Election Security Study: More Than Half of Tech Pros Are Less Confident Now Than Before the Pandemic

ISACA research points to the need for more training and education 


Schaumburg, IL, USA (15 September 2020)In the lead-up to the 2020 US , the nonpartisan global technology association ISACA surveyed more than 3,000 IT governance, risk, security and audit professionals in the US in January and again in July. Results show that confidence levels in securing the election are low—and declining. While federal, state and local governments continue to harden election infrastructure technical controls and security procedures, 56 percent of respondents are less confident in election security since the pandemic started—signaling the need for greater education of the electorate and training of election personnel to drive awareness and trust.


Respondents to ISACA’s 2020 Election Security Survey say they believe that funding, legislation, technical controls and election infrastructure are all inadequate, including 63 percent who are not confident in the resilience of election infrastructure, and 57 percent who believe that funding is not sufficient to prevent hacking of elections.


Respondents identified the following as the top threats to election security:


  1. Misinformation/disinformation campaigns (73%)
  2. Tampering with tabulation of voter results (64%)
  3. Hacking or tampering with voter registration rolls

Hacking or tampering with voting machines (both 62%)


The combination of low confidence and high perception of threats requires a call to action, according to retired Brigadier General Greg Touhill, CISM, CISSP, ISACA board director and president of the AppGate Federal Group, who also previously served as the first federal CISO.


“The overwhelming majority of localities have sound election security procedures in place, but the public’s perception does not match the reality,” says Touhill. “This means that governments, from the county level on up, need to clearly and robustly communicate about what they are doing to secure their election infrastructure. As the study indicates, the most real threat to the election—impacting all candidates from all parties—is misinformation and disinformation campaigns.”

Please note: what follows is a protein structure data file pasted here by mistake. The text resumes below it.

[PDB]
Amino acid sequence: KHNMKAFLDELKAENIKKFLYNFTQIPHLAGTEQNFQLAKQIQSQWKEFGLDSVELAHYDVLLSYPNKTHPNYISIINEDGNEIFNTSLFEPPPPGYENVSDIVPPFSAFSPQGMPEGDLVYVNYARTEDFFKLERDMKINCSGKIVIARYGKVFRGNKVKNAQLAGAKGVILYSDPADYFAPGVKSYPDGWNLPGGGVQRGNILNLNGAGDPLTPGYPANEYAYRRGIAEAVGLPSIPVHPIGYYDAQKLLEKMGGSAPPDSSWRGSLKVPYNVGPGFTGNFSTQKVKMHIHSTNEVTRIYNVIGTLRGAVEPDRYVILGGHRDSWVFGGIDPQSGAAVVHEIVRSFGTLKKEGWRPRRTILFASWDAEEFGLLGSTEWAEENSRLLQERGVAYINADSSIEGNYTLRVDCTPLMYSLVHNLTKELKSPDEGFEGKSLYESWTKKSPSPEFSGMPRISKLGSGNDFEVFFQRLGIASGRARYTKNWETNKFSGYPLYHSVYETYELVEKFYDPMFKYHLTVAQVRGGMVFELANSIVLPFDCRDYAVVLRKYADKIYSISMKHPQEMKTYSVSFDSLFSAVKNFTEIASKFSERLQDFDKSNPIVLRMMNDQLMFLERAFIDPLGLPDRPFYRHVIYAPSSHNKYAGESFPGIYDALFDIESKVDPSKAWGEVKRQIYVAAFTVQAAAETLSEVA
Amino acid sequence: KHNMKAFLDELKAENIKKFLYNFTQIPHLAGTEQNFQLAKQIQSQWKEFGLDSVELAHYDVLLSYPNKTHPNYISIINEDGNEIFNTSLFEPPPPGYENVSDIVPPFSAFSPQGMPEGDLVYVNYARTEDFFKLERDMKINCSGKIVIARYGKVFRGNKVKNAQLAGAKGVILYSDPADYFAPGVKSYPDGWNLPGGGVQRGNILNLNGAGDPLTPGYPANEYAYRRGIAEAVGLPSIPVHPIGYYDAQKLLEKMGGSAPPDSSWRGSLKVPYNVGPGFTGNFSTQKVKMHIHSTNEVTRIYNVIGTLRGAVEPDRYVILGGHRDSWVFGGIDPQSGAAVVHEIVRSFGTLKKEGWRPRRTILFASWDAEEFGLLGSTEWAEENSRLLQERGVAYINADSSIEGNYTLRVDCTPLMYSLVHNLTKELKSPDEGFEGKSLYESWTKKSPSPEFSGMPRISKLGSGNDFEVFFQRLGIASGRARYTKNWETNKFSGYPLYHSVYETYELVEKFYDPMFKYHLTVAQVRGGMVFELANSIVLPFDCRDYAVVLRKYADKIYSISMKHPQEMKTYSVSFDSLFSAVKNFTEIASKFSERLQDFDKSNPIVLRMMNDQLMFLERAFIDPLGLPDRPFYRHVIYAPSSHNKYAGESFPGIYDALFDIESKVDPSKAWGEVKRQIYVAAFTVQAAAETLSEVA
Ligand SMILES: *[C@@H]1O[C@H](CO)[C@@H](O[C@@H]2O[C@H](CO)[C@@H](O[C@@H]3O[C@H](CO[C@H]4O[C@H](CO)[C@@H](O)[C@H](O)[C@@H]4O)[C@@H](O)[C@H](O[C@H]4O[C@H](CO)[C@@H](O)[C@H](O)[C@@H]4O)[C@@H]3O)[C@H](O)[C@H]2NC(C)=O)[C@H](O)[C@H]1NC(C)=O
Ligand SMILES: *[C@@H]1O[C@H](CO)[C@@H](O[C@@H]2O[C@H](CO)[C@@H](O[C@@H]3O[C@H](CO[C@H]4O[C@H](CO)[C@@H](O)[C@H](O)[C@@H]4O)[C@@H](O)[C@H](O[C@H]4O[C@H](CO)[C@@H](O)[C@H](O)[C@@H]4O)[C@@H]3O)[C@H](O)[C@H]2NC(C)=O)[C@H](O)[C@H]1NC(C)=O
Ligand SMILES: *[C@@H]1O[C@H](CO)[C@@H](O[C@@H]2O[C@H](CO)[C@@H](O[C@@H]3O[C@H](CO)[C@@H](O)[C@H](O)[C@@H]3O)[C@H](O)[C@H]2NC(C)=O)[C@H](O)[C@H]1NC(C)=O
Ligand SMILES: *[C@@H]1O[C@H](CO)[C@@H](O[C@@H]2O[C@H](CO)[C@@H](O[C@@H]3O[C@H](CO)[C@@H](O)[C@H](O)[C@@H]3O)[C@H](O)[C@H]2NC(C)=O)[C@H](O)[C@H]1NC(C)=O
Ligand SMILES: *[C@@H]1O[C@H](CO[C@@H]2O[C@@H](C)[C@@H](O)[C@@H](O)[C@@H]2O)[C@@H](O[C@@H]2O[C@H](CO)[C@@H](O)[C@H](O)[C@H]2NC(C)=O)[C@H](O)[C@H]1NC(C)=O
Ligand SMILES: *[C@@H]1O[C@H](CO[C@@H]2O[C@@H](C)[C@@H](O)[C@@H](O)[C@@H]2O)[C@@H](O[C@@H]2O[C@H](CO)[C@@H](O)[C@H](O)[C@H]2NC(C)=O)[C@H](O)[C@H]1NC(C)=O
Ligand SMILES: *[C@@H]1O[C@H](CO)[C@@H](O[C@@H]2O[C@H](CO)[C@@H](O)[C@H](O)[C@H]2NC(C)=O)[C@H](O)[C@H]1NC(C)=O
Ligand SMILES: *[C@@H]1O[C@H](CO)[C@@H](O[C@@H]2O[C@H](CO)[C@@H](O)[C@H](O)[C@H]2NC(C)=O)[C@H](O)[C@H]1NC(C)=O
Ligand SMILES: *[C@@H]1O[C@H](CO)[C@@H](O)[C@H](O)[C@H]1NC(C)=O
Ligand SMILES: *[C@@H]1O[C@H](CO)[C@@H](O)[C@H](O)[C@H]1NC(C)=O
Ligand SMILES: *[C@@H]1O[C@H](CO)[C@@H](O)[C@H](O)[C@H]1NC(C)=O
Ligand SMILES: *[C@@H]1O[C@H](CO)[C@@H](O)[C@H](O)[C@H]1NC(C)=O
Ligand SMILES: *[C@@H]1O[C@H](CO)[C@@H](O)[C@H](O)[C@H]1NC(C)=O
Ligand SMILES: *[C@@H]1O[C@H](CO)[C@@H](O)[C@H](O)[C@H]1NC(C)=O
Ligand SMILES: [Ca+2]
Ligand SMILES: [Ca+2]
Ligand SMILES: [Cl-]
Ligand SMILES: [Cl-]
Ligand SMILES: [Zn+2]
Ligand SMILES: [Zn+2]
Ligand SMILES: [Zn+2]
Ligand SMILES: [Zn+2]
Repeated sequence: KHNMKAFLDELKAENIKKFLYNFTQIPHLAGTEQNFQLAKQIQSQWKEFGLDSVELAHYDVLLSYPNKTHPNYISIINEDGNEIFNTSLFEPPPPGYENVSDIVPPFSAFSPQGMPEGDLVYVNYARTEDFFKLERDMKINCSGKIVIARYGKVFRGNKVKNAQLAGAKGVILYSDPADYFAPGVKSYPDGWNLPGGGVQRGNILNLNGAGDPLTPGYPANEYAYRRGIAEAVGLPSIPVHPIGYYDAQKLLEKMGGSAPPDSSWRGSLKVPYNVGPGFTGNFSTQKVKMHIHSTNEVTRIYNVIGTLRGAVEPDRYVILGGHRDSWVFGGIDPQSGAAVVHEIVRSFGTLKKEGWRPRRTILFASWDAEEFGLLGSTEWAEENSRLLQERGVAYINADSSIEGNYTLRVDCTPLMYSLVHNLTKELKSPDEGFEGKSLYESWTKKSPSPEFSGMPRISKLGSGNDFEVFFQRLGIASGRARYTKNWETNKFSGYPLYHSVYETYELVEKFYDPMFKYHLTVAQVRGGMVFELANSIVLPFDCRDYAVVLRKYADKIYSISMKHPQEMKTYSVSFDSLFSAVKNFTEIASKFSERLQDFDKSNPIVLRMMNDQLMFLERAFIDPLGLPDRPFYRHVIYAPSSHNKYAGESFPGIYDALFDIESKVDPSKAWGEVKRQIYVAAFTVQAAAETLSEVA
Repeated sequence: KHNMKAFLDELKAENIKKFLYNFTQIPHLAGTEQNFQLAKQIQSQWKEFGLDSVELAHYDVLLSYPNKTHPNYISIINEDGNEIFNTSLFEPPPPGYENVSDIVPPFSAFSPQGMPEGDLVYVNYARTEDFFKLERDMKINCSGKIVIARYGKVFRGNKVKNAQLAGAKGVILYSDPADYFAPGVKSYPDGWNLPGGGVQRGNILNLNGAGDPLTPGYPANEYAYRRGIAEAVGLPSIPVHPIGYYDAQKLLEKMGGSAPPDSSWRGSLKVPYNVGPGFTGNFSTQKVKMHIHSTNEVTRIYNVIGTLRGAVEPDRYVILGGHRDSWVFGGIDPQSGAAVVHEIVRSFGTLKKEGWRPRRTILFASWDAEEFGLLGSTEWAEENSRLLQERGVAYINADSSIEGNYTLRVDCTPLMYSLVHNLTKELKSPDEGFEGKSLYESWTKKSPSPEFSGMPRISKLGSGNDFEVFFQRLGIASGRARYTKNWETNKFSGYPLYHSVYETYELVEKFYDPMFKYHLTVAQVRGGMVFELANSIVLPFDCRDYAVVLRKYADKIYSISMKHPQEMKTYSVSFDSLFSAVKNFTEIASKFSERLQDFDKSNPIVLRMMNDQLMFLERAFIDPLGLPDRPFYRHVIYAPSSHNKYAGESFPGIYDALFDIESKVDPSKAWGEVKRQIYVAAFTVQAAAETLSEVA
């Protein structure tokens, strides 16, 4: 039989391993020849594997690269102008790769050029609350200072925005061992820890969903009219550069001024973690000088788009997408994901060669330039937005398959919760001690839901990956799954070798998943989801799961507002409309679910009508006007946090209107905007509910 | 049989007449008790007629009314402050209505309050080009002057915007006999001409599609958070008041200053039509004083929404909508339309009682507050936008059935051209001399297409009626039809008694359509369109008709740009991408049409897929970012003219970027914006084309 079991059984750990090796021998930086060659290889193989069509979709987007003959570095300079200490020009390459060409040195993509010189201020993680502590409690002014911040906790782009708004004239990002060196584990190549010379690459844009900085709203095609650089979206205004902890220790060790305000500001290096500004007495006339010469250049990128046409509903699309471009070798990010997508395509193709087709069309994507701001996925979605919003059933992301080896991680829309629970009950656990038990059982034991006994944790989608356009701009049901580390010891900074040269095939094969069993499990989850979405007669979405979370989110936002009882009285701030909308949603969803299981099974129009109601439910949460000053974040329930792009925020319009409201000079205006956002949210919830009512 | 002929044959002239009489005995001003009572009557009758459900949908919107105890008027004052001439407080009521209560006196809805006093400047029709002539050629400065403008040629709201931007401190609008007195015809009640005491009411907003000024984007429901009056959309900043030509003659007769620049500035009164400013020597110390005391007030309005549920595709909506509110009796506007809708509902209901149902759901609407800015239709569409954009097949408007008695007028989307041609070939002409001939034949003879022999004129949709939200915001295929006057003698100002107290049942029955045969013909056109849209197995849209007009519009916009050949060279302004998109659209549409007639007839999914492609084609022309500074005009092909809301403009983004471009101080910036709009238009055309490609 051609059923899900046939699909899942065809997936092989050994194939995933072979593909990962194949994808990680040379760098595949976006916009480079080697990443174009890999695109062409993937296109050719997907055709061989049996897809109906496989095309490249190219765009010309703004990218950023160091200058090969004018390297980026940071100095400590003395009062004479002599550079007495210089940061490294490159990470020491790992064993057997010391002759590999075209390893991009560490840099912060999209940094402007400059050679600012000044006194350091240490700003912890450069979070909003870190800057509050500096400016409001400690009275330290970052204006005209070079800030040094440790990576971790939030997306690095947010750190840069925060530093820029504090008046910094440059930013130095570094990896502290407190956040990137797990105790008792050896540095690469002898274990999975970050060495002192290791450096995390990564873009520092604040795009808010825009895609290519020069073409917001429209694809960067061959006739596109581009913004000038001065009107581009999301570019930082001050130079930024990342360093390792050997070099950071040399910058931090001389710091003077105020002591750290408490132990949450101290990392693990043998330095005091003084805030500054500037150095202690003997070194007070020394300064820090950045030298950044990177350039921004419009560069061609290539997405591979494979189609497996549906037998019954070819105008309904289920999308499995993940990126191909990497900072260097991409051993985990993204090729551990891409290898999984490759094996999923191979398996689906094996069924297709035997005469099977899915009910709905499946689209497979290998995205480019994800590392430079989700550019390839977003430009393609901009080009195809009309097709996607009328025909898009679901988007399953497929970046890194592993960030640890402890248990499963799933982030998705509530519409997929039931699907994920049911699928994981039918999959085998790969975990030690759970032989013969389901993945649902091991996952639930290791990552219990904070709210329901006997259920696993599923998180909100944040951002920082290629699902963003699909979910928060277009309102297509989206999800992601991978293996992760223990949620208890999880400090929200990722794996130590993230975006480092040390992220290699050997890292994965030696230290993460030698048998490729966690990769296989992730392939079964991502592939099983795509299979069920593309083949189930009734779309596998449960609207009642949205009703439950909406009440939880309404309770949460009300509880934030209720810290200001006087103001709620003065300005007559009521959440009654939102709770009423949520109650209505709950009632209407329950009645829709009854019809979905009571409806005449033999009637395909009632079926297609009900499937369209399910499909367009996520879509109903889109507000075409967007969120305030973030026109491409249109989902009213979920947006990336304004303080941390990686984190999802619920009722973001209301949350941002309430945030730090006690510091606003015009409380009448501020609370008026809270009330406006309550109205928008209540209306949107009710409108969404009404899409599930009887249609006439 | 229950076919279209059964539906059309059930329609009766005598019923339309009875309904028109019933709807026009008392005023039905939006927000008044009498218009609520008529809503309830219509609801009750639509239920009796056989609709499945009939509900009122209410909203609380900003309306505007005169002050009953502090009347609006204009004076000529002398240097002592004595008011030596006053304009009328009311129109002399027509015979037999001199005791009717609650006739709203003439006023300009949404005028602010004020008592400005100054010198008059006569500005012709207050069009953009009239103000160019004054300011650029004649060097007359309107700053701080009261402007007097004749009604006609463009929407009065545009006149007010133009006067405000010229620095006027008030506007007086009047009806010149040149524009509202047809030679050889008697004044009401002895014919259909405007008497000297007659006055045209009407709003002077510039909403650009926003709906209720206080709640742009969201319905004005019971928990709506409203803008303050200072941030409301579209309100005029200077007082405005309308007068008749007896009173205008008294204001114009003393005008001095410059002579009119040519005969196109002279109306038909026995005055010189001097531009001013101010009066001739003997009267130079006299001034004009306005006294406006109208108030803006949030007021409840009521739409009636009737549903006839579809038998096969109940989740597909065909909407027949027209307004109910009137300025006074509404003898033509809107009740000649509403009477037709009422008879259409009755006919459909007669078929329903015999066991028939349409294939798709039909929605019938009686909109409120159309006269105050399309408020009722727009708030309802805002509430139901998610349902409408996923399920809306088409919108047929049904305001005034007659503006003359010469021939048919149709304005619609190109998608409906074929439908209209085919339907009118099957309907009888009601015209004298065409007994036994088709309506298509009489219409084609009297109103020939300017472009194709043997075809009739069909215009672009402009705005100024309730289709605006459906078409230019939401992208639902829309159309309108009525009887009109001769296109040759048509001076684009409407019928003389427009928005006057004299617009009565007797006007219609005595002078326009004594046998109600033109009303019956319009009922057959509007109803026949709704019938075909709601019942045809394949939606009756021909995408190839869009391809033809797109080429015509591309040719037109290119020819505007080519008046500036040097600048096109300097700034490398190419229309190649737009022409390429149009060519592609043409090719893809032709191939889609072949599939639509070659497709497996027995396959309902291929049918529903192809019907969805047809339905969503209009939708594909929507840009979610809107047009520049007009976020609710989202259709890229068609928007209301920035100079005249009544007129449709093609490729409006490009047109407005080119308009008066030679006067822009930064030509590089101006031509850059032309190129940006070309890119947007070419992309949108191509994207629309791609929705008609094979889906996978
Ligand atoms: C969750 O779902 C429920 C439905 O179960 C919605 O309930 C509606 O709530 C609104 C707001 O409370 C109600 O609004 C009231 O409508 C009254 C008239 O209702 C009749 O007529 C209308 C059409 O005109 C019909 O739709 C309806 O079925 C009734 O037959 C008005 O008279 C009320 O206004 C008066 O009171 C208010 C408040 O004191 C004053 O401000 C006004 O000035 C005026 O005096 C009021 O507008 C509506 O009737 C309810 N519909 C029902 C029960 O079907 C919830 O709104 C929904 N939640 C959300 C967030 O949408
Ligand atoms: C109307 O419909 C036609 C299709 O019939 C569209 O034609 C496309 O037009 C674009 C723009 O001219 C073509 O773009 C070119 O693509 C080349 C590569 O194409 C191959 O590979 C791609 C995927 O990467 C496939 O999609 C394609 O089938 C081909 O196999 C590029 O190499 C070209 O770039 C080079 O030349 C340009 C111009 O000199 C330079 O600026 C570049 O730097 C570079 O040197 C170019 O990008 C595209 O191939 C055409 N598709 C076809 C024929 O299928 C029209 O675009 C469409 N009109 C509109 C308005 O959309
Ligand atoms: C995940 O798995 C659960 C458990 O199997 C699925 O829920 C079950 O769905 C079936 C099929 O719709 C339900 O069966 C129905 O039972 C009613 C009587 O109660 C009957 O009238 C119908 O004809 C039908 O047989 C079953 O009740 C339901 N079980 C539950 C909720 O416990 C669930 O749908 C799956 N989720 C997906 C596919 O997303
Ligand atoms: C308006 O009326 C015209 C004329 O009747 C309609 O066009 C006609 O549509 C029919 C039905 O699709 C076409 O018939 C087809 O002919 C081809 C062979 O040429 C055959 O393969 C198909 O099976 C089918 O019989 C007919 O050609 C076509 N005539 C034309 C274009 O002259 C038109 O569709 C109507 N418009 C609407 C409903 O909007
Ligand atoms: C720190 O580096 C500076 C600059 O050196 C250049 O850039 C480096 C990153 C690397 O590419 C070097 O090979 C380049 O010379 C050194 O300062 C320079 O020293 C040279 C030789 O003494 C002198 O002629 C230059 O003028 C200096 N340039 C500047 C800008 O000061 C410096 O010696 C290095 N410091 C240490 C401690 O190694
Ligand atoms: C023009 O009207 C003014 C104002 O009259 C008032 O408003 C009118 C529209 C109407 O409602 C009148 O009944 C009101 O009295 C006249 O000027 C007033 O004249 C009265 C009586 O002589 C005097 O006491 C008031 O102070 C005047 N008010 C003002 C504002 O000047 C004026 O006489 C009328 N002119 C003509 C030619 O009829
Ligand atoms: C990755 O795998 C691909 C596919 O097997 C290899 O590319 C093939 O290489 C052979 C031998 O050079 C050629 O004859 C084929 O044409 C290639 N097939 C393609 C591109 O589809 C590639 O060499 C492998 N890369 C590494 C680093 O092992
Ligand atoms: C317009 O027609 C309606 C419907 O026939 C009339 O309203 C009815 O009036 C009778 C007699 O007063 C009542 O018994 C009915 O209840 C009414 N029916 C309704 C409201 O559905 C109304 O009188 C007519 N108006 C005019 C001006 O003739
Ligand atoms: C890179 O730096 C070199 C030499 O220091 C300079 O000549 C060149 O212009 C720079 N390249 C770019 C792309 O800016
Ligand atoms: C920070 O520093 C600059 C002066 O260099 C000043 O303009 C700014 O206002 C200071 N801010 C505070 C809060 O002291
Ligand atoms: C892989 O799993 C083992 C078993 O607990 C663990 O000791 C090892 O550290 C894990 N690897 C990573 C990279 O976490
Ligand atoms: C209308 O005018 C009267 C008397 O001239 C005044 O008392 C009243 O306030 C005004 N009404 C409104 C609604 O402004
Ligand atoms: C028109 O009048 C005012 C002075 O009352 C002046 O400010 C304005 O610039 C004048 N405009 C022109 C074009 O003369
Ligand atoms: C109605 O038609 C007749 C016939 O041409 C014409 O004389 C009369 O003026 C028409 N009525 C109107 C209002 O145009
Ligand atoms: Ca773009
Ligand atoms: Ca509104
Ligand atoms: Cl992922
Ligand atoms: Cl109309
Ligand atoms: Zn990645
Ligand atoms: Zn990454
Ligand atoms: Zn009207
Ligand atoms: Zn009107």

The survey found that respondents believed the following actions could help ensure voter confidence and accountability:


  1. Educating the electorate about misinformation (65%)
  2. Using electronic voting machines with paper audit trails (64%)
  3. Increased training for election and election security personnel (62%)


“As a learning organization, ISACA has long recognized the power of education. In the case of election security, education has the power to instill confidence, ensure the election professionals and volunteers are well trained, and help the electorate identify and share information that is accurate instead of information that is intended to manipulate voters’ perceptions,” said Nader Qaimari, ISACA chief learning officer.


For full survey results and perspectives from information security experts, visit www.isaca.org/election-security. An upcoming free webinar on election security taking place on 1 October will feature speakers including Touhill; Ginny Badanes, Director of Strategic Projects at Microsoft’s Defending Democracy Program; Kevin McDermott, Chief Technology Officer of Cook County Clerk’s Office; and Chris Wlaschin, Vice President of Systems Security and CISO of Election Systems & Software. To register, visit www.isaca.org/education/online-events/lms_w100120.




For more than 50 years, ISACA® (www.isaca.org) has advanced the best talent, expertise and learning in technology. ISACA equips individuals with knowledge, credentials, education and community to progress their careers and transform their organizations and enables enterprises to train and build quality teams. ISACA is a global professional association and learning organization that leverages the expertise of its 145,000 members who work in information security, governance, assurance, risk and privacy to drive innovation through technology. It has a presence in 188 countries, including 223 chapters worldwide.


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